Pandemic is no hullabaloo

“There are no upcoming tour dates,” reads the stark announcement on the Brothers Lazaroff website. That is a message you don’t usually see. 

The brothers had been on a roll with a successful ninth annual Hanukkah Hullabaloo that capped off 2019, and a series of concerts around town. Their band’s eclectic mix of roots, blues, rock and jazz has attracted many local fans.

When the pandemic hit in full force in March, David and Jeff Lazaroff suddenly found themselves shut down. That came with a new sense of priorities, David Lazaroff said.

“It’s funny to consider some of the things we used to think about, like in the winter, will it snow and how will that affect the turnout,” said Lazaroff, 41. “And now, as we’re kind of settled in to the reality, Jeff and I have both started to separately work on songs. Writing just kind of happens. It’s more like all of a sudden, the guitar wants me to pick it up. And you start to put together some chords and then, you know, some lyrics come.

“Jeff and I really haven’t done anything together because we’re both kind of fully doing the physical distancing. I think the first week of the quarantine, it was more about keeping the panic and anxiety in check, and neither one of us was really feeling the music much.

“I think when Bob Dylan put out his 17-minute song ‘Murder Most Foul,’ that was really inspiring for us. That came out (March 26), and Dylan name-checked one of the very first songs my brother and I did together, ‘Blue Sky’ by Dickey Betts from the Allman Brothers. Both of us were inspired by that, and we started to write some tunes about the situation. We have about six, and we’ve been writing on FaceTime and on the phone. We just started emailing the lyrics and the chords, and we’re finishing each other’s tunes.”

The brothers are not taking any chances. Rehearsing and songwriting in person doesn’t work. Fortunately, they are familiar with the concept of working remotely. When David was living in Austin 10 years ago, he and Jeff were still playing and composing together. 

For their new compositions, the next step is to record some tracks. The game plan is to set up a couple of microphones a safe distance apart in the driveway outside their basement studio and record them live, acoustically.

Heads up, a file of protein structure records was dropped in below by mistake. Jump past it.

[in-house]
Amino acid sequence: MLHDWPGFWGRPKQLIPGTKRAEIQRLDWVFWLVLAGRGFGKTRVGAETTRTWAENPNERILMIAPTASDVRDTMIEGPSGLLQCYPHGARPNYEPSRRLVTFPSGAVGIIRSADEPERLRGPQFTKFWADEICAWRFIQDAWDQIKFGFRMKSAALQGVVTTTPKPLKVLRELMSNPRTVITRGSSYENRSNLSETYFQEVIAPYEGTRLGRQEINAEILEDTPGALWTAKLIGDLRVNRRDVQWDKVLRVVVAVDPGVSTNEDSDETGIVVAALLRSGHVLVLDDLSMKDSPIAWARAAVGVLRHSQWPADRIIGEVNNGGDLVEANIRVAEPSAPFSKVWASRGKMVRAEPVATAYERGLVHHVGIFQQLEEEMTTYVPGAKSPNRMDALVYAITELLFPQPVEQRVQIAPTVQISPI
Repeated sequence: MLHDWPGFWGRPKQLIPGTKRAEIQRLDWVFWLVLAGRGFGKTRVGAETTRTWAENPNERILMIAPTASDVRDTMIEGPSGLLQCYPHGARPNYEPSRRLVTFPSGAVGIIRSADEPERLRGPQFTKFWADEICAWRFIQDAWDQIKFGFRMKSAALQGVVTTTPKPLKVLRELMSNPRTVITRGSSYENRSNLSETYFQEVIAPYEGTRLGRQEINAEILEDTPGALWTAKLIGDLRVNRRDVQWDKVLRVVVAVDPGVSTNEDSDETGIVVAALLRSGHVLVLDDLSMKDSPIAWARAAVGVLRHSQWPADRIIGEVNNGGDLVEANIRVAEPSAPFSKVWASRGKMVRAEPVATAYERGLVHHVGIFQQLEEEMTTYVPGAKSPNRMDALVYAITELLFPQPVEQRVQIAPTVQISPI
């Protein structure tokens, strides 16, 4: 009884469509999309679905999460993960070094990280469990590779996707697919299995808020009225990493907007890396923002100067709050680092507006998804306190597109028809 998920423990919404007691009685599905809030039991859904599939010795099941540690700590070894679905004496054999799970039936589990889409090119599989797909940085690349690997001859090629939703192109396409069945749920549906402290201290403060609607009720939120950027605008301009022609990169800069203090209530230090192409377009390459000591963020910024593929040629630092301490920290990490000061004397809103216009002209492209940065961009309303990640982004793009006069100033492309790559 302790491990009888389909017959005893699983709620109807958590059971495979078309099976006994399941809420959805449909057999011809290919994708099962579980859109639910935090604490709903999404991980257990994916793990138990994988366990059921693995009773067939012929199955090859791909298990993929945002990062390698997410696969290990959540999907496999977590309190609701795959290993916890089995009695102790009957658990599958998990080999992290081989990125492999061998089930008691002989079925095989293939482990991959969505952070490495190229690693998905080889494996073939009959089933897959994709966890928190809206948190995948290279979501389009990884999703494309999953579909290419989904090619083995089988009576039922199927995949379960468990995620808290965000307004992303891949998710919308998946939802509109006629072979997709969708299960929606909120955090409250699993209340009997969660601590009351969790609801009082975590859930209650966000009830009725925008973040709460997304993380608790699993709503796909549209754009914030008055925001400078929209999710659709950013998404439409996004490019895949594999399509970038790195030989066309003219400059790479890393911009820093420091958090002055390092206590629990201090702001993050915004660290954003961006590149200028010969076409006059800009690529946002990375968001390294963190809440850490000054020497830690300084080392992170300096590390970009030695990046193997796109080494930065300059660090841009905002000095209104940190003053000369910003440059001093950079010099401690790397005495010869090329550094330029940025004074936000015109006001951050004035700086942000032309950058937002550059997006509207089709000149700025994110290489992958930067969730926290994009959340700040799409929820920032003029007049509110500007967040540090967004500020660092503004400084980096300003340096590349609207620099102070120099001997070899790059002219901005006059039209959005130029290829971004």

With no gigs, playing and singing offer some sense of solace for a musician, even during a dark time. That’s why the Lazaroffs have continued to play and hone their skills.

“We still take guitar lessons once a week with our teacher, but virtually now,” Lazaroff said. “And I’ve been doing some work with an amazing Jewish guitar player, Ian Lubar, from the band Mount Thelonious. He’s been doing an Instagram ‘quarantine lick of the day.’ I love his playing, and I asked him if we could do a Zoom lesson once a week. We’ve done a few of those, and that’s been cool.”

You can subscribe to the Brothers Lazaroff YouTube channel here.

The bass master

In a band, the guy who keeps the groove going is the bass player. The Lustrelights’ bass master is University City-based Ben Wheeler. He’s one of the best in town, adept at both electric and stand-up bass. The Lustrelights had lots of gigs planned for spring and summer weddings. The group was a nominee for best wedding band in the St. Louis Jewish Light’s Best of Simchas Readers Poll, which came out in December.

“It’s a cover band, it just became my thing, and it’s really fun,” said Wheeler, 41. “I get to play cover songs and rock out and play people’s weddings and be with my friends, and we were booked all summer long. And that disappeared.”

So did Wheeler’s performances at the Darkroom and the Kranzberg Arts Foundation in midtown. He’s also a member of the music department faculty at Webster University, and lessons with his students have continued, albeit online instead of in person. Performing in front of an audience, however, is what many musicians crave.

Wheeler has improvised to play occasionally outside his house, including on a stroll under a Metrolink viaduct in the Skinker-DeBaliviere neighborhood. The environment was grungy, but the acoustics were excellent. The venue didn’t have comfy seats or any other amenities, and there’s the awkward issue of social distancing. Wheeler found a creative way to share the performance anyway, via Instagram.

“It’s just me, under the bridge, keeping the performance aspect of my craft going through social media content,” he said.

Technology comes in handy for a musician in other ways, too, such as rehearsing. Being in the same room with other musicians isn’t an option, so Wheeler uses a gizmo known as a looper pedal to record a track, play it back and play live with it.

“I can layer parts like (mimicking a bass guitar) ‘boom, ba, ba, ba, ba, ba,’ and also just loop it over and over, and then I can add another part to it and test out sounds,” he said. “When we come out of this, I think I might have more material.”

While it’s great to use creative solutions to come up with new songs, no one really knows how long social distancing will be here and what it will mean for musicians like Wheeler.

“I’m trying to be optimistic, but I’m also reading this is going to last for a while,” he said. “I just thought of something positive, that I’m going to start a band with my kids. That would be fun. Music is never going to be something that goes away. It’s not that I do it because I’m just a performer. I do it because I have to play music.”  

This is Ben Wheeler experimenting at home with an electronic drum track. The Kranzberg Arts Foundation’s “Live From the Archives” offers replays of past performances; a February performance of the jazz sextet Mosaic (featuring Ben Wheeler on bass) is here. You can watch Ben’s solo performance of “Solid Ghost” under a Metrolink viaduct here.